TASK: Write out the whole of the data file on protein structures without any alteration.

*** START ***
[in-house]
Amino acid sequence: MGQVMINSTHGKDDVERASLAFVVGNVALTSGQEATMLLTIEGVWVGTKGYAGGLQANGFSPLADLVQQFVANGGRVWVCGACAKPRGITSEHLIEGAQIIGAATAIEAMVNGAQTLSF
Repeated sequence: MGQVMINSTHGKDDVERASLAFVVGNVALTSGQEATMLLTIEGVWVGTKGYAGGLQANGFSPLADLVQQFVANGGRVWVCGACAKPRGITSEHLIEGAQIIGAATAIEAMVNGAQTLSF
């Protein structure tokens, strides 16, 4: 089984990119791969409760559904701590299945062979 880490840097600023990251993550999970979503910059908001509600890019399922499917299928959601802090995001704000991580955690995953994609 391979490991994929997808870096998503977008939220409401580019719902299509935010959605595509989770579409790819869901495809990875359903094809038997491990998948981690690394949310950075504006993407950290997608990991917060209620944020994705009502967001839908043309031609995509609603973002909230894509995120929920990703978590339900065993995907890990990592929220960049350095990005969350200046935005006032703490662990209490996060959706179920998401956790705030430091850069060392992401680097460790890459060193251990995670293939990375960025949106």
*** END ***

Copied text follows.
[in-house]
Amino acid sequence: MGQVMINSTHGKDDVERASLAFVVGNVALTSGQEATMLLTIEGVWVGTKGYAGGLQANGFSPLADLVQQFVANGGRVWVCGACAKPRGITSEHLIEGAQIIGAATAIEAMVNGAQTLSF
Repeated sequence: MGQVMINSTHGKDDVERASLAFVVGNVALTSGQEATMLLTIEGVWVGTKGYAGGLQANGFSPLADLVQQFVANGGRVWVCGACAKPRGITSEHLIEGAQIIGAATAIEAMVNGAQTLSF
């Protein structure tokens, strides 16, 4: 089984990119791969409760559904701590299945062979 880490840097600023990251993550999970979503910059908001509600890019399922499917299928959601802090995001704000991580955690995953994609 391979490991994929997808870096998503977008939220409401580019719902299509935010959605595509989770579409790819869901495809990875359903094809038997491990998948981690690394949310950075504006993407950290997608990991917060209620944020994705009502967001839908043309031609995509609603973002909230894509995120929920990703978590339900065993995907890990990592929220960049350095990005969350200046935005006032703490662990209490996060959706179920998401956790705030430091850069060392992401680097460790890459060193251990995670293939990375960025949106």